1.5 Overview: Linux application rewind

Application rewind is a DS-5 Debugger feature that allows you to debug backwards as well as forwards, through the execution of Linux applications.

Using this feature, you can both run and step, including hitting breakpoints and watchpoints. You can also view the contents of recorded memory, registers, and variables at any point in your application's execution. Debugging backwards, can cut down the time it takes to find a bug from hours to minutes since you do not have to recreate the same steps that caused a crash, which can be difficult in the case of non-deterministic bugs.
For errors as simple as an uninitialized or out-of-range array index, or application crashes caused by null pointers, the application rewind feature can prove extremely useful, especially since a crash might not even occur in the same source file as the one with the bug.


Application Rewind is only supported in DS-5 Professional Edition and DS-5 Ultimate Edition.

Application rewind versus conventional debugging techniques

Trace is an extremely effective tool for debugging system issues as it can record a complete picture of execution and is non-intrusive. Bare-metal or kernel debugging uses trace for this purpose by recording instructions that are executed on a processor over a period of time.
However, from the debugger's view, it is not practical to use trace on Linux applications, because:
  • In production systems, trace might not be exposed, so cannot be accessed.
  • It can be time-consuming to track an application that migrates between cores.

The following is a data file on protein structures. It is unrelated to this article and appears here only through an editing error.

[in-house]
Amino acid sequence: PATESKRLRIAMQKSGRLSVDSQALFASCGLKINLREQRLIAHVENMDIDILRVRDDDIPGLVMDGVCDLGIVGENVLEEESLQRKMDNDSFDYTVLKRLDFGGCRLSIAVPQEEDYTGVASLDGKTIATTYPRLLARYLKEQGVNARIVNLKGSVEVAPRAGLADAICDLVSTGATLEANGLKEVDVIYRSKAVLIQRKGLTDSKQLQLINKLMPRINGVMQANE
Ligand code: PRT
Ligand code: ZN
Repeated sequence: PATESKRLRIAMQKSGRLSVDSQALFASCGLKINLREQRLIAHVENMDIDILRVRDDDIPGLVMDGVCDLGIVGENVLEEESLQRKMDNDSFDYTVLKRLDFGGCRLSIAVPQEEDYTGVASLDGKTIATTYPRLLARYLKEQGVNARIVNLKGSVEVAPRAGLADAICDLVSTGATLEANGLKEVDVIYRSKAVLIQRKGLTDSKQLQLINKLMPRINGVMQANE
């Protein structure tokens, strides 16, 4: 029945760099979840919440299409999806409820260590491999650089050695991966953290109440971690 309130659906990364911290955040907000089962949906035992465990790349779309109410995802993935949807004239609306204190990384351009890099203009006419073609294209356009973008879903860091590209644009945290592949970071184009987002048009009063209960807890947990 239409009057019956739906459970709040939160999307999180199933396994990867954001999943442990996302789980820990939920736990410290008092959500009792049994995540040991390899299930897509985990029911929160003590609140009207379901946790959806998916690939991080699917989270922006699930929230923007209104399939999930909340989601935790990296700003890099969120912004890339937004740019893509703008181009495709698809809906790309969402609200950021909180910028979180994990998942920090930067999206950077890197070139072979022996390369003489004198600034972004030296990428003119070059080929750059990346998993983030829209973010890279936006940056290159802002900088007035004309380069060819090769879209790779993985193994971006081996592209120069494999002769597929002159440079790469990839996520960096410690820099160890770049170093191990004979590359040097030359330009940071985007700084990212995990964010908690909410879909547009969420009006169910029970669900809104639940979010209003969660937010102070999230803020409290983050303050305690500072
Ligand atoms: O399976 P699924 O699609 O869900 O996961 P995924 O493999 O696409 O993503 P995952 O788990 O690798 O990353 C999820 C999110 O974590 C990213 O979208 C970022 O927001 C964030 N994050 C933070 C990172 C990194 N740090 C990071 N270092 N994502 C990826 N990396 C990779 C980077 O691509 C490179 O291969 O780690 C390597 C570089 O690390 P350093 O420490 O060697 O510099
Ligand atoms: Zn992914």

• On a multicore SoC, a trace buffer can fill rapidly, limiting the amount of time available for recording program execution. Also, in situations where a bug occurs long before the application crash, the trace buffer might not be large enough to capture the full event.
Classic printf debugging techniques present a different set of challenges. It is difficult to know how often you need to stage printf statements and the statement might have a "probe-effect" on your code. Also, rebuilding an application every time an annotation is added can be time-consuming.
For these reasons, when debugging user-space applications over TCP/IP or USB, a different approach is required.

How does application rewind work?

Application rewind debug sessions are launched from the debug configurations panel and can be either controlled from the graphical debugger or the command line debugger.
Application rewind works in a similar way to standard debugging of Linux applications using a TCP/IP or USB connection, though instead of using gdbserver, it uses a custom debug agent. This custom debug agent records a copy-on-write snapshot of the application being debugged, along with non-deterministic inputs. This allows the debugger to reconstruct a complete picture of program execution.


Debugging your application using application rewind results in increased memory consumption on your target and might slow down your application. The exact impact is dependent on the behavior of your application. Applications that perform large amounts of I/O are likely to experience increased memory consumption during the recording process.
Once a bug is recorded, replay is deterministic, with exactly the same behavior observed with each rewind and play.
Related concepts
2.8 Configuring application rewind for Linux
Related tasks
2.8.1 Connecting to an existing application and starting an application rewind session
2.8.2 Downloading your application and application rewind server to the target system
2.8.3 Starting the application rewind server and debugging the target-resident application
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